It seems the whole wall is out of plumb and leans out as you move up from the floor. This part of the house is over 110 years old, and this type of lean is not uncommon, but it presents an issue when trying to hang or install cabinetry. The wall is so out of plumb, leaning away from the cabinet, and the baseboard is so tall, several inches above the bottom of the cabinet, we just couldn't get it close enough to the wall to make the gap acceptable. This meant I had to get a little creative with cutting away the baseboard to allow the cabinet a bit closer to the wall. Don't worry, this isn't old original baseboard, this is something I installed a few years ago when we had our kitchen disaster.
We started the process by marking where the bottom of the cabinet would hit the baseboard.
After clearly marking the very odd angle cut that would be necessary, I used my Fein Multimaster to make the complicated cut of the baseboard and shoe moulding to give us nearly a perfect fit for the cabinet. I can't think of another tool that would have made this job easy. I'm very glad I had this oscillating cutter on hand.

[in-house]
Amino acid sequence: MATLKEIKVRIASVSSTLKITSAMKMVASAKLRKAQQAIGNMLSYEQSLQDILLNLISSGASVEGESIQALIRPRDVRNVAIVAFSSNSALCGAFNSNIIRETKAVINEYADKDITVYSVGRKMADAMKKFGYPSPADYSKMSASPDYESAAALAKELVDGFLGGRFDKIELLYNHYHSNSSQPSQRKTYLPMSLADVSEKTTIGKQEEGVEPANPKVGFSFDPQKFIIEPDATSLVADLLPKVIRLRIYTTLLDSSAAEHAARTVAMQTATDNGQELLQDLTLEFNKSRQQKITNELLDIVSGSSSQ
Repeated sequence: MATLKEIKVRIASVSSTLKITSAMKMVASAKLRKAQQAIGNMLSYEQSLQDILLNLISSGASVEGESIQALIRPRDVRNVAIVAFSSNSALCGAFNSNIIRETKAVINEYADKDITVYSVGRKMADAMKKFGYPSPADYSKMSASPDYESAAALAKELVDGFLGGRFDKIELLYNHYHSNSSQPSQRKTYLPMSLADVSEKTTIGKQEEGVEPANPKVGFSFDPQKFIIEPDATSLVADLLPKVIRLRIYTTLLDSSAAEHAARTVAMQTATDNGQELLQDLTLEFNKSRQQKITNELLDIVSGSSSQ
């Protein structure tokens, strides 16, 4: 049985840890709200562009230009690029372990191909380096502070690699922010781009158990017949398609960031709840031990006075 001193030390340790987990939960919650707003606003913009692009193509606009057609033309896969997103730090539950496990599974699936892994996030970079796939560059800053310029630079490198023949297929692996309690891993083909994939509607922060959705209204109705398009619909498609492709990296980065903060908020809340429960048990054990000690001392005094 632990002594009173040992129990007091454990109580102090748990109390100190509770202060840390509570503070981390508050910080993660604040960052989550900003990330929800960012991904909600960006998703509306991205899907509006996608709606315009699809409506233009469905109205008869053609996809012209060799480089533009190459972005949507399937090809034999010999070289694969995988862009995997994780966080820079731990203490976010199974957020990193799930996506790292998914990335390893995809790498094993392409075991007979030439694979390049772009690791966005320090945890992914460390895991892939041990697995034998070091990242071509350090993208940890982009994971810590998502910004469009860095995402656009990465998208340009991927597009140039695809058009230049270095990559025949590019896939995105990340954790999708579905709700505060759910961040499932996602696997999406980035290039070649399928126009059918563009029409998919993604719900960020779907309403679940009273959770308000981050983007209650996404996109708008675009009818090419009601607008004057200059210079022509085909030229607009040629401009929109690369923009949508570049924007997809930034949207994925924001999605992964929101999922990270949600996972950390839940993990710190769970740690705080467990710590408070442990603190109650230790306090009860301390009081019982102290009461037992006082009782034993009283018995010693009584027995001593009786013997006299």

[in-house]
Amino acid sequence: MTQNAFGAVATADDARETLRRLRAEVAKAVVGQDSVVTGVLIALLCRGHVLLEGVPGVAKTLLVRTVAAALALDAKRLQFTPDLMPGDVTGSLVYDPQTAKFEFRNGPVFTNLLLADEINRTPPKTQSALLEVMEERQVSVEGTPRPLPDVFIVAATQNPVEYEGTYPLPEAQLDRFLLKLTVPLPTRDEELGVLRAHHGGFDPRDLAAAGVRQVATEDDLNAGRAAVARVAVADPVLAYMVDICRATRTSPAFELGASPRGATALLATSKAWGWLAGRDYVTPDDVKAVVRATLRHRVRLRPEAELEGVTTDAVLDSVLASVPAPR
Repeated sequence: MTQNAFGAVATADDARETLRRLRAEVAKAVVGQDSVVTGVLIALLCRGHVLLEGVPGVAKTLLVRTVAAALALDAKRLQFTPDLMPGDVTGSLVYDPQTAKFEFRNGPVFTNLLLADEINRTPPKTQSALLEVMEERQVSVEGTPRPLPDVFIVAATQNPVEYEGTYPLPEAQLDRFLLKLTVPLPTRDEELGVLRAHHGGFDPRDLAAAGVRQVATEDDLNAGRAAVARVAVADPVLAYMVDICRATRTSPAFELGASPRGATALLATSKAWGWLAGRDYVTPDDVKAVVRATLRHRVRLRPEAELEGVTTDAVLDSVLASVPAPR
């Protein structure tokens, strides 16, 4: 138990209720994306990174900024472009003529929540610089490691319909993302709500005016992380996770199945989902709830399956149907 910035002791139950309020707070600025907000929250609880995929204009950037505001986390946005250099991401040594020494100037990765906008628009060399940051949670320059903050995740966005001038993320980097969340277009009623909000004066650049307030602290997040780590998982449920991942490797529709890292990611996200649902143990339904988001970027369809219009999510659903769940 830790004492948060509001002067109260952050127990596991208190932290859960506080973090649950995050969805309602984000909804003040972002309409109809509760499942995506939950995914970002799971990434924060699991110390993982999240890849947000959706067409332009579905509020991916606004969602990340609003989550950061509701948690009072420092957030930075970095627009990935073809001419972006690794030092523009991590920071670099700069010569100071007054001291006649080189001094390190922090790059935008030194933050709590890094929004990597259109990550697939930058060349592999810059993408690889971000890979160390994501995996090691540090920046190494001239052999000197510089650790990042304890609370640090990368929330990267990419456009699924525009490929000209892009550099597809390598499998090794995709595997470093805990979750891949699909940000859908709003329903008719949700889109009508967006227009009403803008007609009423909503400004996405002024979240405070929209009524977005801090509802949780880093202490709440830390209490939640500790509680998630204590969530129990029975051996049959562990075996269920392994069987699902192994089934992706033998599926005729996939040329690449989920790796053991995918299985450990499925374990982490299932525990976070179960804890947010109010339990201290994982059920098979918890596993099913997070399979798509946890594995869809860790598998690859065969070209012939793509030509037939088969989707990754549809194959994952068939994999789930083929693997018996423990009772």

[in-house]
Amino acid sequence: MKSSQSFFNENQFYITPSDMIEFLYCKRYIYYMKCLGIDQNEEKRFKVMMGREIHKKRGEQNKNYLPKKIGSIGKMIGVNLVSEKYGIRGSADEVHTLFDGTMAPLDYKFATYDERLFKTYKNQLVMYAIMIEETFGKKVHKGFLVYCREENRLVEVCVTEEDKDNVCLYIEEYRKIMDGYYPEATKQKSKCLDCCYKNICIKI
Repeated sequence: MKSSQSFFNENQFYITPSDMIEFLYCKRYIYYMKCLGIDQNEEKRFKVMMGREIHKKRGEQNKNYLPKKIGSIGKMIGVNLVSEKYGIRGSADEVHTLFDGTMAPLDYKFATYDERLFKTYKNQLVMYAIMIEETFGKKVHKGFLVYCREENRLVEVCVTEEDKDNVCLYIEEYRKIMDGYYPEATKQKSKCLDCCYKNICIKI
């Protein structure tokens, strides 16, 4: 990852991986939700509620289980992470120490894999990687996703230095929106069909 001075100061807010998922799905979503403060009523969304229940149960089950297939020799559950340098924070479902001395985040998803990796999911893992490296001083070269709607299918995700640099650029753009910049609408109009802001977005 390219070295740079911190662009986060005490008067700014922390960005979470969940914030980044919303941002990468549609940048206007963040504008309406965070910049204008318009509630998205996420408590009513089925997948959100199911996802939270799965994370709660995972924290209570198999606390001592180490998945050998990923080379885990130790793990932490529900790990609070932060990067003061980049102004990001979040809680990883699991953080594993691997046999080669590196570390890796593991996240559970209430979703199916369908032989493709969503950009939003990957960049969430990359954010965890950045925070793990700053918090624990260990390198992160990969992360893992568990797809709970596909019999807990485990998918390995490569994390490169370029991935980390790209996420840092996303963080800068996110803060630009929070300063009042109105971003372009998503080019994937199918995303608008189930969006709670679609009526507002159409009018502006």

Once pushed back into place, the cabinet was able to rest a little closer to the wall, leaving a more reasonable gap at the counter top. The cut wasn't 100% perfect (it's tough to get 100% with this tool), but it's good enough for temporary. If this were permanent, all we'd really need is a little caulk.
The final step of the cabinet install was to snap on the kick plates below each cabinet. This seemed like it should have been a pretty simple task, but then we ran into the issue with the whole kitchen being out of level. In this case, the left most kick plate wouldn't fit without a little trim.
Using my taper guide on the table saw I set it to the angle of my scribe and shaved a little off of the bottom.
With the bottom of the kick plate cut, I snapped it in place and took a look at the results. Not too shabby. Obviously not a tight and glued miter joint, but, eh, it's temporary (I keep telling myself this).